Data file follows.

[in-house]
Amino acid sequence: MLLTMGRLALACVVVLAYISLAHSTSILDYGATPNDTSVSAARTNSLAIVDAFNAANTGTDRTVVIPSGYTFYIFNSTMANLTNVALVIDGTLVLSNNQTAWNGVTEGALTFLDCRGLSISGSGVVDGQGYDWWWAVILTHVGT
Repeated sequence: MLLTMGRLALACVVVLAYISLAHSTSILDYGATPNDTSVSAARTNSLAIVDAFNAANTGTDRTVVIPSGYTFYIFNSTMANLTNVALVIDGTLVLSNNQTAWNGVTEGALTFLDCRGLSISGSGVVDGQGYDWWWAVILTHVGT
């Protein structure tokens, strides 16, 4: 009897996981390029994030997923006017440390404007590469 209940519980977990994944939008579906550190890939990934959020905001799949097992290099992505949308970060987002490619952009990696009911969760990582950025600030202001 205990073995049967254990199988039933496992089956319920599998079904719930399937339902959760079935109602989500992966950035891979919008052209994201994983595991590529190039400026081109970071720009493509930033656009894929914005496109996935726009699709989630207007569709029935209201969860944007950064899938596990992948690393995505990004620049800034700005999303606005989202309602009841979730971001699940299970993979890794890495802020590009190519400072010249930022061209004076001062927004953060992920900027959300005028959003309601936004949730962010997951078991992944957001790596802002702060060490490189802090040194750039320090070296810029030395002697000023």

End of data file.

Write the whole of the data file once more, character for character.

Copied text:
[in-house]
Amino acid sequence: MLLTMGRLALACVVVLAYISLAHSTSILDYGATPNDTSVSAARTNSLAIVDAFNAANTGTDRTVVIPSGYTFYIFNSTMANLTNVALVIDGTLVLSNNQTAWNGVTEGALTFLDCRGLSISGSGVVDGQGYDWWWAVILTHVGT
Repeated sequence: MLLTMGRLALACVVVLAYISLAHSTSILDYGATPNDTSVSAARTNSLAIVDAFNAANTGTDRTVVIPSGYTFYIFNSTMANLTNVALVIDGTLVLSNNQTAWNGVTEGALTFLDCRGLSISGSGVVDGQGYDWWWAVILTHVGT
């Protein structure tokens, strides 16, 4: 009897996981390029994030997923006017440390404007590469 209940519980977990994944939008579906550190890939990934959020905001799949097992290099992505949308970060987002490619952009990696009911969760990582950025600030202001 205990073995049967254990199988039933496992089956319920599998079904719930399937339902959760079935109602989500992966950035891979919008052209994201994983595991590529190039400026081109970071720009493509930033656009894929914005496109996935726009699709989630207007569709029935209201969860944007950064899938596990992948690393995505990004620049800034700005999303606005989202309602009841979730971001699940299970993979890794890495802020590009190519400072010249930022061209004076001062927004953060992920900027959300005028959003309601936004949730962010997951078991992944957001790596802002702060060490490189802090040194750039320090070296810029030395002697000023």